The risk of space piracy and pilferage against both public and private entities transporting supplies and equipment in space will require interagency collaboration, resources, and assets led by the US Space Force for mitigation measures. The inevitable outcome is that space piracy will become prevalent soon as nations develop interplanetary colonization strategic objectives. Finally, “spacefaring nations are likely to become more aggressive in the pursuit of national interests in outer space because of the Earth’s dangerously-crowded orbit and the recognition that space mining might become a real commercial enterprise in our lifetimes.”
The Secretary of Defense must direct the Under Secretary of Defense for Acquisition, Technology, and Logistics, in collaboration with the military services and strategic enablers, to continue the implementation of solutions to the identified space logistics management, ITV-asset visibility, and piracy challenges via human capital, information technology, and contracting resourcing. The continued relationship integration between US Transportation Command (USTRANSCOM) and USSPACECOM is required to project and sustain the joint force in the space domain via the development of joint space logistics capabilities requirements across doctrine, training, policy, and leadership development solutions within the Joint Capabilities Integration Development System (JCIDS) process.
The doctrine and policy solutions must include space transportation logistics support role requirements for all strategic enablers within USTRANSCOM. Professional Military Education (PME) requirements must include joint force education for space logistics and capabilities integration support. Training below the strategic level must emphasize additional skill identifier courses like the Space Enabler course to prepare all servicemembers for the joint integration in space operations, transportation, and logistics.
The adaptation and streamlining of movement processes like the emerging single Transportation Movement System (TMS) as a materiel solution across the JCIDS process for space logistics must be developed. Having all cargo in the Defense Transportation System (DTS) visible and communicated into one single information system will assist in bridging the identified shortfalls as the US partners with the commercial space industry.
Public-private partnerships will define future space transportation logistics as the commercial space industry partners with NASA and other public organizations at the strategic level, as outlined in the 2017 NSS. US priority actions in space remain to promote space commerce while developing an integrated strategy across all space sectors that support American space leadership and innovation. The 2017 NSS also outlines US priority actions via public-private and joint partner cooperation in space to include the enabling of “human exploration across the solar system and to bring back to Earth new knowledge and opportunities.” Therefore, transportation logistics support in the space domain must be prioritized to align with US strategic national security interests and enable the public-private cooperation required to maintain freedom of action in space.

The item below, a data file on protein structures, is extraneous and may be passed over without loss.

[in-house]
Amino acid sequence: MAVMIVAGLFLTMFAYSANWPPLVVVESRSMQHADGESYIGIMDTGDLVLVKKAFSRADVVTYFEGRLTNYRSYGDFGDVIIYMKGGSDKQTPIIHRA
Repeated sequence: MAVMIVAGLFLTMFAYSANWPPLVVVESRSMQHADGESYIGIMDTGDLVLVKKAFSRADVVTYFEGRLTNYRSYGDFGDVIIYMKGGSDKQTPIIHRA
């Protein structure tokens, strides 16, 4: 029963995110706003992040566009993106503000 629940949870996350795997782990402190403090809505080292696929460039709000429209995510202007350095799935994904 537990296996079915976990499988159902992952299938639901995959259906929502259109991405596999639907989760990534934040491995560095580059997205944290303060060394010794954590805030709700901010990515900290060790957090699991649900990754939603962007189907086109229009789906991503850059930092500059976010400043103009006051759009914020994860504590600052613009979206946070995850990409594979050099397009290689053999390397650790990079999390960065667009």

Private-sector space companies like SpaceX, Boeing, Virgin Galactic, and Blue Origin will continue to seek the commercialization of the space domain for mining operations, exploration, and colonialization. As a result, capabilities development solutions in the JCIDS process must include support to the private space industry as industry risks often equate to DOD risks, which require mitigation to maintain a strategic comparative advantage in the space domain.
Finally, the joint integration of space capabilities must continue to be fused into the unified command plan structure as the Army of 2028 strategy moves towards the objective of MDO dominance to include the space domain.
In conclusion, ITV and asset visibility challenges on Earth experienced by transportation professionals translate to clear shortfalls in space, with the emerging contested space domain requiring mitigation to maintain dominance in an MDO environment. The problem background, ITV-asset visibility challenges, logistics management prioritization, space piracy, and recommendations showcase space as an emerging primary MDO and exploration medium requiring support.
The US space posture will be predicated on strategic space lines of communication modalities with access, basing, and overflight requirements similar to that on Earth. The character of space logistics will continue to develop to meet the needs of the warfighter. The imperative for the DOD must remain to sustain the strategic comparative advantage-relationships with commercial space partners, project power across all domains, and deter near-peer adversaries in the space domain.
By MAJ Matthew Mayor, USA, MAJ Ryan Bellman, USA, and MAJ Joshua Choate, USA
Photo Caption: A SpaceX Falcon 9 rocket carrying the company’s Crew Dragon spacecraft is launched from Launch Complex 39A on NASA’s SpaceX Demo-2 mission to the International Space Station with NASA astronauts Robert Behnken and Douglas Hurley onboard, Saturday, May 30, 2020, at NASA’s Kennedy Space Center in Florida. Photo by NASA/Bill Ingalls.